Adjunct Professor (Title of a docent in interdisciplinary research on health and well-being), Doctor of Arts in Dance, Master of Arts (Dance Pedagogy), Master of Health Sciences (Exercise Medicine) and Physiotherapist Hanna Pohjola works on a four-year grant from the Kone Foundation and as a University Researcher in Social Sciences and a University Teacher at the Institute of Dentistry at the University of Eastern Finland. “Interdisciplinarity and art are central to my background in education, work and research, through which we reach a broader and holistic vision of well-being”, says Hanna, who is motivated by multidisciplinary research and collaboration.
“My main research topics are, for example, dance biomechanics, identity, disability and disease narratives, and neurological rehabilitation”, explains Hanna. Currently undergoing is, among other things, a research collaboration with Canadian UQAM University (L’Université du Québec, Montréal) on a project to explore the dance rehabilitation of stroke. Hanna also collaborates with the Biosignal Analysis and Medical Imaging Research Group (BSAMIG) of the University of Eastern Finland and the HUMEA Laboratory, which provides facilities to analyze the biomechanics of movement, but also combines art and science in new, innovative, ways. “We conducted the Pop-up Movement Laboratory in Kuopio Tanssii and Soi Festival with creative industries in summer 2022. We are demonstrating how to convert a dancer’s movement to sound through sonification. Its possibilities and applications are wide”, explains Hanna. In addition, she is involved in the Virtual Remote Physiotherapist project (2022—2026) at the University of Jyväskylä, funded by the Academy of Finland.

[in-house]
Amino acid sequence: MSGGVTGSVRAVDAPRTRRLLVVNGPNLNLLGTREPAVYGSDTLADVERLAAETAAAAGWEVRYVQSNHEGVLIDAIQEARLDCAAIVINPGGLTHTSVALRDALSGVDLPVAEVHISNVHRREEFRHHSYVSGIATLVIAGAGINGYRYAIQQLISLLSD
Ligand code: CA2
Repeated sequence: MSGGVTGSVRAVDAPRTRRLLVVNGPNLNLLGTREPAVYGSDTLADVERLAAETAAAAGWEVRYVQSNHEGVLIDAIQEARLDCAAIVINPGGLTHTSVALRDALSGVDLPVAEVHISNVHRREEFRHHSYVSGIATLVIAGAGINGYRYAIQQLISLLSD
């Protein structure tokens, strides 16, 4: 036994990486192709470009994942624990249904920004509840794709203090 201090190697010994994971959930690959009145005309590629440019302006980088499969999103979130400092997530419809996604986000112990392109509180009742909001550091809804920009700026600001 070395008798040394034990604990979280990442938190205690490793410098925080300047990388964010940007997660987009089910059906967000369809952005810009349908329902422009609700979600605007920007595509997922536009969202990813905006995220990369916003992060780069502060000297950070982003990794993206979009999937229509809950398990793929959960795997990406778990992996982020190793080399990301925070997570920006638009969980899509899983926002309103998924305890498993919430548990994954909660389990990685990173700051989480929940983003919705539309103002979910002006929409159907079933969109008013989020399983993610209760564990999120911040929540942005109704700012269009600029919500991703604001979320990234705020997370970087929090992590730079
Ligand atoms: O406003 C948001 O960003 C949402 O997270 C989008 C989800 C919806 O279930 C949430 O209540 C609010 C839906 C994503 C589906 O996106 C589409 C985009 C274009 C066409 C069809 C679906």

Hanna also participated as a specialist in the pilot “Neurodance”, carried out by Savonia University of Applied Sciences in the University of Eastern Finland’s now completed ERDF -project “Neurocenter Finland – Savonia Regional Center of Excellence”. “This was a coeducational concept for physiotherapy and dance teacher students, whose aim was to organize dance lessons in relation to neurological diseases. The dance classes applied elements of physiotherapy and dance to individuals with stroke, MS and Parkinson’s disease,” Hanna elaborates. “Rehabilitation with dance has been perceived as meaningful and motivating — moving in the first place has positive effects on brain health. The gratifying thing is that Neurodance has remained a permanent part of teaching in Savonia University of Applied Sciences.”
HUMEA Laboratory: https://sites.uef.fi/humea/humea-laboratory/ and https://visuon.io/@mytech/HUMEA (virtual tour)
Remote Virtual Physiotherapist (REVIP): https://converis.jyu.fi/converis/portal/detail/Project/151678254?auxfun=&lang=fi_FI
Neurocenter Finland – Savonia Regional Center of Excellence ERDF –project (1.1.2019 – 31.12.2021): https://neurocenterfinland.fi/en/development-projects/
Neurodance –pilot (In Finnish): https://blogi.savonia.fi/uuttaluomassa/2021/06/16/viretori-mahdollisuuksien-tilana/
Tanssivaa neurokuntoutusta ja trialogioppimista (In Finnish): https://blogi.savonia.fi/uuttaluomassa/2020/08/17/tanssivaa-neurokuntoutusta-ja-trialogioppimista/
Hanna’s photo: Susanna Kekkonen
Kuopio Brain & Mind is part of a nation-wide Neurocenter Finland researcher network. For more information, please visit www.neurocenterfinland.fi